In the judicial facilities arena the challenge is often presented to conserve historic courthouses that are landmarks in their communities, but functionally obsolete with space inadequacies, lack of security and inability to separate public, secure and judicial personnel circulations. Repurposing with the housing of judicial support or other public uses serves both historic as well as sustainability objectives. It is a very rewarding exercise.
The Future of the Justice Market?
What do you consider your largest contribution to justice architecture?
FM: I’ll leave that for others to consider, if it’s even necessary. However, I am deeply aware that all my work has been conducted in a collaborative team setting with contributions coming from all its participants. Bill Caudill, FAIA, among others, was a strong influence in this. He emphasized multi-disciplinary professional teamwork working closely with clients and users.
What are some future trends you see in the justice market?
FM: There was a trend that I thought would develop many years ago that never did. I still hold it out as a trend that should be expected to be realized…so I put it forward as a future trend here.
It is simply the introduction of a greater discretion in the purposeful use of justice system resources. The fact that the cost of incarceration requires such a great amount of public funds should in itself be expected to bring this consideration to the table. Up until now, there has been no limit to the level of expenditure that can be made…far past any level that could have been expected. Effective resource management should be expected to guide decision-making toward community corrections development rather than an over reliance upon incarceration.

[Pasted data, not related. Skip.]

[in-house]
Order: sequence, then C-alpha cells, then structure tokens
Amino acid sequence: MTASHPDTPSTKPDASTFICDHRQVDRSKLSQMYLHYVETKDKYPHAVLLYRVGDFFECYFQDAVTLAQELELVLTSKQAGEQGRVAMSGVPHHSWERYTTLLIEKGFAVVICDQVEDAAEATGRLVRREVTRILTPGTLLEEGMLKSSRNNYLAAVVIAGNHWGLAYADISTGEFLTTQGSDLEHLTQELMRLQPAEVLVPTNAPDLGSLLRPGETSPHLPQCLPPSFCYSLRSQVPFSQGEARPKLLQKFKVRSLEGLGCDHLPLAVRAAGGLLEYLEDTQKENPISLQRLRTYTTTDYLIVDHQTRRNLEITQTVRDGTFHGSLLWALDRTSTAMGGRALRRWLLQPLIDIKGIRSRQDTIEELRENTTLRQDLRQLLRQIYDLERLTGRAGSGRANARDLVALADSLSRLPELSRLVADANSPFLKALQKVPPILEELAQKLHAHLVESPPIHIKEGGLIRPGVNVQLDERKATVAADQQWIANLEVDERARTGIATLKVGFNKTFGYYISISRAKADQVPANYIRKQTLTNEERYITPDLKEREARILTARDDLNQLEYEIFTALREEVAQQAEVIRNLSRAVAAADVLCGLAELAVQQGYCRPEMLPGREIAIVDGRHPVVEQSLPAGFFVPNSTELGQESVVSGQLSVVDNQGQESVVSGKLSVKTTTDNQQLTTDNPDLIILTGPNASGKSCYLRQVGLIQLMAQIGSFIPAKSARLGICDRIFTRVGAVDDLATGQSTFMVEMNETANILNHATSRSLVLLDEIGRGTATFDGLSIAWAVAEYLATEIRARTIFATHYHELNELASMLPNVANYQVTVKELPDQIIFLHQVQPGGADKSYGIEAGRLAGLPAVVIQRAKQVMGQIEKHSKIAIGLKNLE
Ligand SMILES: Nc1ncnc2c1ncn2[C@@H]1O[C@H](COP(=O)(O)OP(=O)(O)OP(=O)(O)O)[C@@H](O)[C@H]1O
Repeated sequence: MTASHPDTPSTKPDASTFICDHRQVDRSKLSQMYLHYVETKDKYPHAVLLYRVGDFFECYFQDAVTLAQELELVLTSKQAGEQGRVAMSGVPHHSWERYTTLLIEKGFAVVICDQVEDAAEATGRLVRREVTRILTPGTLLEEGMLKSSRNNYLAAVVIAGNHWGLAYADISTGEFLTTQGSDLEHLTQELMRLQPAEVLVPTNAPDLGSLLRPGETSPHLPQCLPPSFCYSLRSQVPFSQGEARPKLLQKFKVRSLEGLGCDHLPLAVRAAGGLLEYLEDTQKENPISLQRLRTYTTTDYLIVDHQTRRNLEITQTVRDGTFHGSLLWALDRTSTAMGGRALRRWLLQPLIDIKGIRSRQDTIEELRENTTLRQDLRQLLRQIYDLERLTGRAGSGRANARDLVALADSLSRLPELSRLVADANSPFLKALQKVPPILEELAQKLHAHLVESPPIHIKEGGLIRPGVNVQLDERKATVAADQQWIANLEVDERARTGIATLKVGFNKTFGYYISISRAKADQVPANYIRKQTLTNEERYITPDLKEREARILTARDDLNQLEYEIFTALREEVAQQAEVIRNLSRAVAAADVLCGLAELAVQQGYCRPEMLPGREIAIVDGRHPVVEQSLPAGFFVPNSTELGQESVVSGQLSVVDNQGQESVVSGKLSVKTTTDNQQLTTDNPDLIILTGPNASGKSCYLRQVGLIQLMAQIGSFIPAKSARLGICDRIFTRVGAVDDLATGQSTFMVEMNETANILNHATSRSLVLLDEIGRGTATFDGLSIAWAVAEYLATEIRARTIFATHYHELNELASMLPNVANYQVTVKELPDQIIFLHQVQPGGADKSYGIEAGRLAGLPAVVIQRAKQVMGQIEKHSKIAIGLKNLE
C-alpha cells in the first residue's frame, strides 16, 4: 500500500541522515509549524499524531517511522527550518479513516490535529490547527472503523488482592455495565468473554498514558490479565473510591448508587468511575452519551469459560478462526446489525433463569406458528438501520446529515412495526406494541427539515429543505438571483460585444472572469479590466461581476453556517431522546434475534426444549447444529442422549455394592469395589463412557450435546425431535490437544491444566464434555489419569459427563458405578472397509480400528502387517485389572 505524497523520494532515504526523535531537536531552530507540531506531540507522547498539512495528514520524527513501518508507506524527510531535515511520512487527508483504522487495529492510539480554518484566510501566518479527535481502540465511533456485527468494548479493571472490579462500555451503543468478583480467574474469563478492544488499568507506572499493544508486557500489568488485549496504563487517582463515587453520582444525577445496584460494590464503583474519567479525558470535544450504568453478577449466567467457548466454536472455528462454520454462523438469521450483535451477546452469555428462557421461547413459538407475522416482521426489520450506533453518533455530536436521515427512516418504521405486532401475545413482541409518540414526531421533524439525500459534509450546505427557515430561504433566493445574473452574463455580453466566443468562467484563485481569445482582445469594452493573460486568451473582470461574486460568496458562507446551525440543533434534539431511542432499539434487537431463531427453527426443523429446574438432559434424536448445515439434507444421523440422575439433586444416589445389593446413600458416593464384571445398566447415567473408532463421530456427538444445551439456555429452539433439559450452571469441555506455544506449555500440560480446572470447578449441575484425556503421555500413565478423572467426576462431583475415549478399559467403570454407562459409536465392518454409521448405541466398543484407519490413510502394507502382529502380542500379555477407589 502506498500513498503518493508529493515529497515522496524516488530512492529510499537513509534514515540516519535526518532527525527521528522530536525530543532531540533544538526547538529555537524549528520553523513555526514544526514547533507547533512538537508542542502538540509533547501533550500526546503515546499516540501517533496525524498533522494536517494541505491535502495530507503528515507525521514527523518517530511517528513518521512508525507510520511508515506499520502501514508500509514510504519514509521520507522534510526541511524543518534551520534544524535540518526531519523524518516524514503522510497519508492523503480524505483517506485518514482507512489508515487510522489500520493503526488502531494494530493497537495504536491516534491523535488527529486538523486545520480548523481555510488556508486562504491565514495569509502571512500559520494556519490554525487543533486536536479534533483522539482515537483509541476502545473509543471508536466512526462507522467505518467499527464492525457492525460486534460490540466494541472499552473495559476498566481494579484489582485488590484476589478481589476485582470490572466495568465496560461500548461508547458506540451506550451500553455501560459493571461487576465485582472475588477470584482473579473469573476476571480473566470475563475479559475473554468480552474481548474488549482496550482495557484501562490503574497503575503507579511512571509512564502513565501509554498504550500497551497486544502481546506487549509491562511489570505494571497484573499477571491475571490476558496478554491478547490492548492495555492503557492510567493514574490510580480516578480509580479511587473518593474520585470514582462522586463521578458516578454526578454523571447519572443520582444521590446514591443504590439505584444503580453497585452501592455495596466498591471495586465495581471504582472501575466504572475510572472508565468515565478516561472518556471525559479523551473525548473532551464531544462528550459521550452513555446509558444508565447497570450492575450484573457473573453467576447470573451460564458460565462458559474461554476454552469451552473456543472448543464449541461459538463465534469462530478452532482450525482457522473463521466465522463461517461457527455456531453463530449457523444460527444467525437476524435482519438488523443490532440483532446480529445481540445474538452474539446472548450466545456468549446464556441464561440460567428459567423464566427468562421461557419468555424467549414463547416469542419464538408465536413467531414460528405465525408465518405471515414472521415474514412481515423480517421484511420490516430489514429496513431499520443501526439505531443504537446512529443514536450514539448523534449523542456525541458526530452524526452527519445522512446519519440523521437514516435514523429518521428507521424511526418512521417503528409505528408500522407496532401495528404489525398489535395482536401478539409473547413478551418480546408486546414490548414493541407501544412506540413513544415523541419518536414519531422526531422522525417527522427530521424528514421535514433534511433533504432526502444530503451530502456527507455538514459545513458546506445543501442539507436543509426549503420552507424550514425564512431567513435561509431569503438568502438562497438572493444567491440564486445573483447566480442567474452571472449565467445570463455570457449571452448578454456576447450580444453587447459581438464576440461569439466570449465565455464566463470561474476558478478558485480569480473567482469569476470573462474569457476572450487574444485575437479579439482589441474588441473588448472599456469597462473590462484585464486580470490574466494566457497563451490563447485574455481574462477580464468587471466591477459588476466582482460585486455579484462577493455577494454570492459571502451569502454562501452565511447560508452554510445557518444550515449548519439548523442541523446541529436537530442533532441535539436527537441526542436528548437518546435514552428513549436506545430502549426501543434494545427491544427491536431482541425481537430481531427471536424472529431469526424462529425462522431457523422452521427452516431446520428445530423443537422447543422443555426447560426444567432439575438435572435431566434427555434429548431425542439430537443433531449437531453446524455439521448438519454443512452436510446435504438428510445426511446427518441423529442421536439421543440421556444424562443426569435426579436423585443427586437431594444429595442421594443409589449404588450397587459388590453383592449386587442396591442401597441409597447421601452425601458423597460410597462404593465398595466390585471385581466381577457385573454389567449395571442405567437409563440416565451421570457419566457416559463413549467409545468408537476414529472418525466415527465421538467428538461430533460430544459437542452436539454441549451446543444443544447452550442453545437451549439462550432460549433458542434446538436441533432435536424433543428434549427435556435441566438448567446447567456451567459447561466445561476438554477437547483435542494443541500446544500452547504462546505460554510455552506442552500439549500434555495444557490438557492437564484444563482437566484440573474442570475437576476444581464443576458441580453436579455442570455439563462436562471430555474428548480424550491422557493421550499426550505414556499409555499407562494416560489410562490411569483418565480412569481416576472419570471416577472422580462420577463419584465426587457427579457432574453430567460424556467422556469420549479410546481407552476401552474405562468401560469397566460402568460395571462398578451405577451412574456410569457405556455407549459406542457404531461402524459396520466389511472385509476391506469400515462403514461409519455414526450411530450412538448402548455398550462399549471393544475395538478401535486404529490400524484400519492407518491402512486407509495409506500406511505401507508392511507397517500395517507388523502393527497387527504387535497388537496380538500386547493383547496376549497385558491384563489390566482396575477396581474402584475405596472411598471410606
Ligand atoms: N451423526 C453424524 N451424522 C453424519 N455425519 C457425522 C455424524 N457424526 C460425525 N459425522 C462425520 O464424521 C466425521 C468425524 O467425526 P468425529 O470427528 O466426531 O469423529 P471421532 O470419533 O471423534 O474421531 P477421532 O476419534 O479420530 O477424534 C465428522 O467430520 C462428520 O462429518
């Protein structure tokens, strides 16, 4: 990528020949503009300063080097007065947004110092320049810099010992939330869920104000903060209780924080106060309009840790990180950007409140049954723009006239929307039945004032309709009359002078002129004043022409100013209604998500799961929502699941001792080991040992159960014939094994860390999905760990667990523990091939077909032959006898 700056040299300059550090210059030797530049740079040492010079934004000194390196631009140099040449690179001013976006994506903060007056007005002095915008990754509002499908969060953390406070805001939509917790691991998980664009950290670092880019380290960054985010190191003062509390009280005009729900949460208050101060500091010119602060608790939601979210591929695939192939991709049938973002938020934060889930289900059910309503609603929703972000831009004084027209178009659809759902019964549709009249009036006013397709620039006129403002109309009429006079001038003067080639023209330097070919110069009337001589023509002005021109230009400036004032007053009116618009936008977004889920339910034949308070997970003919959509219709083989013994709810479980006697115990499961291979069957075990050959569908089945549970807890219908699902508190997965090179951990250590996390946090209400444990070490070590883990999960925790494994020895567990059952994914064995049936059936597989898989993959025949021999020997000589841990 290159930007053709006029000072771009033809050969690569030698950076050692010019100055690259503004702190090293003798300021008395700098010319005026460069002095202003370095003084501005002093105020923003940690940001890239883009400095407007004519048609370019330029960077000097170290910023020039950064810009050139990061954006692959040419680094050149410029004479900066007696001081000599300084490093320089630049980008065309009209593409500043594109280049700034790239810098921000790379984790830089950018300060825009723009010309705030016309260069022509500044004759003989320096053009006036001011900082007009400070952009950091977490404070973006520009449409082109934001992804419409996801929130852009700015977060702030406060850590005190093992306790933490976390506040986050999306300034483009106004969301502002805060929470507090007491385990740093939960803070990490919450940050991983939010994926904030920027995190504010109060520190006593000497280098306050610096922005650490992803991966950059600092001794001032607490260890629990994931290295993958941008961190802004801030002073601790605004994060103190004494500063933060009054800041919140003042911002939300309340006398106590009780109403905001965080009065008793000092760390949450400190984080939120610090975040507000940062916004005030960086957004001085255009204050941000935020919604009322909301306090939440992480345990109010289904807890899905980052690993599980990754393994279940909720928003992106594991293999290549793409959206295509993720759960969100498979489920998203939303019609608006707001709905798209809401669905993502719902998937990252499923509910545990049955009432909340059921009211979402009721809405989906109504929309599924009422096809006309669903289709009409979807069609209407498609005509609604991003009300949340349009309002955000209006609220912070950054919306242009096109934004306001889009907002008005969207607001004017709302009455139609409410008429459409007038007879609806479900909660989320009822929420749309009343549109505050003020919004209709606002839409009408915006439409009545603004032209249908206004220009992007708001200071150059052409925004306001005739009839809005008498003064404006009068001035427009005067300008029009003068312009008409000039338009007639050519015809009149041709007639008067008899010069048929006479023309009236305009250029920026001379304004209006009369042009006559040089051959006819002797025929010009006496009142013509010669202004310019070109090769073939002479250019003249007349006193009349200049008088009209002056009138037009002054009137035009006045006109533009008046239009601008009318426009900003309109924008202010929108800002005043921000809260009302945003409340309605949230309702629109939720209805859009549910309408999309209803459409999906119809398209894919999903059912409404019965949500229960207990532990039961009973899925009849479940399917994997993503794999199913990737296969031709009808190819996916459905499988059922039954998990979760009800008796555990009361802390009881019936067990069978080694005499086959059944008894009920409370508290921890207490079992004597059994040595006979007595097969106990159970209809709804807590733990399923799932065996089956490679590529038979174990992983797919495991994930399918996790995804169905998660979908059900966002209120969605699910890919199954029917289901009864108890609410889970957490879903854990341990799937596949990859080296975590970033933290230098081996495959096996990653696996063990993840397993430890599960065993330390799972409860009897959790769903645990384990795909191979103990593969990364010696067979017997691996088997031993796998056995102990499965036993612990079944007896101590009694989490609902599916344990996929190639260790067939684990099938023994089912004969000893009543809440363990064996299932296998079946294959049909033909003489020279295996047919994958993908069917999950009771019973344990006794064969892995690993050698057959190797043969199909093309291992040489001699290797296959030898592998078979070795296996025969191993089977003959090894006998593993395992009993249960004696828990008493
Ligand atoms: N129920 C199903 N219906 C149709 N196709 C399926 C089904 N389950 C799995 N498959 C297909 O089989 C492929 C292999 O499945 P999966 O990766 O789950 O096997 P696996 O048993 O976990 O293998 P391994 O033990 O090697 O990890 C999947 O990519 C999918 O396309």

The realization of community-based corrections so strongly emphasized in the planning initiatives of the National Clearinghouse for Criminal Justice Planning and Architecture in the 1970’s, remains a potential trend for the future.
Under the umbrella of “Total System Planning”, the potential exists to more effectively define architectural needs in all components…law enforcement, courts and corrections.
Please provide a piece of advice you’d like to share with other justice architects.
FM: Practice collaborative planning, programming and design, involving the client and stakeholders in every stage of project definition and solution development. And, as Louis Sullivan advised us:” Always design a thing by considering it in its next larger context….” For justice facilities, that includes the societal context.
Frederic D. Moyer, FAIA, President of Moyer Associates Inc., is a founding member of the AIA's professional interest group in justice facilities (1971) and a former chair (1990). The standards and guidelines that define professional practice for justice facilities today have their foundation in the pivotal work conducted at the National Clearinghouse for Criminal Justice Planning and Architecture under Fred's direction. With architectural registration attained in 42 states, he conducts a diverse practice in planning, programming and design for law enforcement, courts and correctional facilities, collaborating with locally-based architects nationally and internationally.
(Return to the cover of the 2016 AAJ Journal Q4 issue)